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DATE: 08.04.2014
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This summer, patients everywhere are going to an unlikely place to get their mouthwash – the kitchen. Social media has recently shed light on the practice of oil pulling, or swishing organic oils in your mouth anywhere from five to twenty minutes, in the hopes of reaping the dental benefits. So, what’s the buzz about? Keep reading to hear our own doctors weigh in on the subject. 


As it turns out, this “new” craze is hardly new. Oil pulling traces its roots back roughly 3,000 years to India and Southern Asia, specifically to the holistic practice of Ayurvedic medicine. Ayurvedic practitioners would prescribe a teaspoon of edible oil, such as coconut or sesame oil, to be swished around the mouth and through the teeth, for up to twenty minutes to remedy a multitude of conditions. Over the years, statements came out claiming “pulling” the oil through the teeth not only loosens and removes oral bacteria, but can also relieve cavity pain and whiten teeth. But is oil pulling good for your mouth?

Dr. Saferin believes this practice can be helpful in addition to your regular habits. “There is evidence to indicate a decrease in the amount of plaque and some resolution the symptoms of gingivitis can be seen after oil pulling. All the studies I have read investigated oil pulling in addition to regular brushing and flossing. It seems the benefits lie more in the lavage or rinsing action performed for a prolonged period of time rather than some curative property of the oil itself. Provided you are not allergic to any components of the oil, oil pulling is not harmful and can be used in conjunction with your regular brushing and flossing techniques.”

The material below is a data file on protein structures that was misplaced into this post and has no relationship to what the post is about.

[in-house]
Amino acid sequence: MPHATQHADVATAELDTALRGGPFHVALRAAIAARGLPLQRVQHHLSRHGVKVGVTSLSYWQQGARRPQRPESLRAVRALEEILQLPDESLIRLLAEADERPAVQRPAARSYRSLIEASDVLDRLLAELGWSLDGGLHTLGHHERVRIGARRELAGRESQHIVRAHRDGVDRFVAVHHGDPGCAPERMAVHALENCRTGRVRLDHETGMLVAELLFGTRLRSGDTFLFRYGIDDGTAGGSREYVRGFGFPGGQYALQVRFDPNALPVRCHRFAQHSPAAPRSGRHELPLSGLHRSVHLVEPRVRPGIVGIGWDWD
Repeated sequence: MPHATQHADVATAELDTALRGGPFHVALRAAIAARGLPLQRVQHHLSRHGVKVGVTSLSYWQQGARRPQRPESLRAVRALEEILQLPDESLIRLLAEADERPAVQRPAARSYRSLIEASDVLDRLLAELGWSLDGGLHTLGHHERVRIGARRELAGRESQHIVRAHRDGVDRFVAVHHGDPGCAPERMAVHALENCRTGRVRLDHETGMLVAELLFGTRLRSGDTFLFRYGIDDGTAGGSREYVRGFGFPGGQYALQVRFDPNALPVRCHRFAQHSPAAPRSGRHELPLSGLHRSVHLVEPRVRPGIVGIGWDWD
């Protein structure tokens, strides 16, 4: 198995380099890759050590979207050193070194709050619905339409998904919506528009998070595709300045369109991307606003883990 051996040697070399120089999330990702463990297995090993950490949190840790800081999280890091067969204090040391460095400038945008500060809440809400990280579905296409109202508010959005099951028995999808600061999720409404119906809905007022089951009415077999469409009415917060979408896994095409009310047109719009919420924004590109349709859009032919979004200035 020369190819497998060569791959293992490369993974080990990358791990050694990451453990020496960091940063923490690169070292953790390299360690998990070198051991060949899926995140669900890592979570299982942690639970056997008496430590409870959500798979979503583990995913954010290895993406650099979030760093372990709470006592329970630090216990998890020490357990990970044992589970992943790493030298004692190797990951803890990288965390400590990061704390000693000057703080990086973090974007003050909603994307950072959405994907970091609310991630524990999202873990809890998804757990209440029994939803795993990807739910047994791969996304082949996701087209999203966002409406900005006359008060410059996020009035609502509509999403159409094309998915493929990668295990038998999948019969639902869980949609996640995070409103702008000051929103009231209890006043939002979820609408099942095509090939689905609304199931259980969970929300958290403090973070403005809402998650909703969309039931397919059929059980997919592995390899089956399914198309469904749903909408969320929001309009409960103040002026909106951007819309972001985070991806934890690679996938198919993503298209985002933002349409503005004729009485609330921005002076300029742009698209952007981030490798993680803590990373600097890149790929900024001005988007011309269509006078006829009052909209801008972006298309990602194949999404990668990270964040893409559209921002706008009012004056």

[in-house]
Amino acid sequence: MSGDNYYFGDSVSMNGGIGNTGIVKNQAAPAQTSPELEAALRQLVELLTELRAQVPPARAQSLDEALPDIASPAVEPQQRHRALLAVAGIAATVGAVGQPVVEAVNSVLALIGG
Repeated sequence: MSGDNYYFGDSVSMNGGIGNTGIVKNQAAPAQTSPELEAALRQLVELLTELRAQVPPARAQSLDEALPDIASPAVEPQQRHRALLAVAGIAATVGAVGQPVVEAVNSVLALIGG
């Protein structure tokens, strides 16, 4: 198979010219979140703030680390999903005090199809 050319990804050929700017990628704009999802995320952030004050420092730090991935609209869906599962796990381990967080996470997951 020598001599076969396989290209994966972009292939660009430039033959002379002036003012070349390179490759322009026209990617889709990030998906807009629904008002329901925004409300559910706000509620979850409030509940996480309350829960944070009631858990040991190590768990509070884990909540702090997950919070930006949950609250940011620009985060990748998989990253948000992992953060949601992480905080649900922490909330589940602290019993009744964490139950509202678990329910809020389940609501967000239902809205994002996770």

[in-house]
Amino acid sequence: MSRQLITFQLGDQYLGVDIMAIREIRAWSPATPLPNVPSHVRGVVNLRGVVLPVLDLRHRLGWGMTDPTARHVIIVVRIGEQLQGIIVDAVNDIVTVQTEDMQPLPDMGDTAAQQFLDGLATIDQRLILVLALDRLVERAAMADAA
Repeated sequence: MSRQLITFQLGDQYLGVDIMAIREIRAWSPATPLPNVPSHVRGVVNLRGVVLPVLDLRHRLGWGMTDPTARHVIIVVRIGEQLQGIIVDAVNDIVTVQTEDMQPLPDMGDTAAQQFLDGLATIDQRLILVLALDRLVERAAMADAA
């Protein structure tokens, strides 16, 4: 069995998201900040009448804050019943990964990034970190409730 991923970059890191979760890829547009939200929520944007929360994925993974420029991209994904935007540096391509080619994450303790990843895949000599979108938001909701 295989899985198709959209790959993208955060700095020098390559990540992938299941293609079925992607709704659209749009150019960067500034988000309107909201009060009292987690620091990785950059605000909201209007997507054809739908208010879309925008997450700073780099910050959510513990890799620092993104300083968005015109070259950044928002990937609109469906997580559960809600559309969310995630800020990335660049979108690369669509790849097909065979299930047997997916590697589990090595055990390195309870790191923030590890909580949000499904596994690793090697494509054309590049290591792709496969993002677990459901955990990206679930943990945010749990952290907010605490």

“I can’t stress enough that oil pulling alone is not going to cure gingivitis, periodontal (gum) disease, or tooth decay. Combined, however, with your diligent brushing and flossing techniques as well as professional cleanings at least twice a year, it is certainly a safe practice and may even provide some benefits.”

Currently, there is no scientific evidence to support that this trendy rinse actually provides the dental benefits it claims to. Mouth Healthy, the American Dental Association’s consumer information website, also chimed in on the hot topic. Unfortunately, the ADA has not uncovered any proof that says oil pulling is beneficial for teeth cleaning, whitening or pain relief.  Without the reliability of a scientific source, we don’t suggest replacing your regular dental habits with oil pulling alone. Instead, continue your regular routine of brushing twice a day for two minutes, along with flossing, and try out oil pulling on the side!

If you’ve tried oil pulling, or are planning to, we’d love to hear about your experience. Click the button below to share this post on Facebook and leave us a comment with your thoughts.

 

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Untreated dental disease can lead to serious long-term problems. The American Dental Association recommends all adults and children visit a dentist every six months. Whether you're a current or future client we hope to see you soon!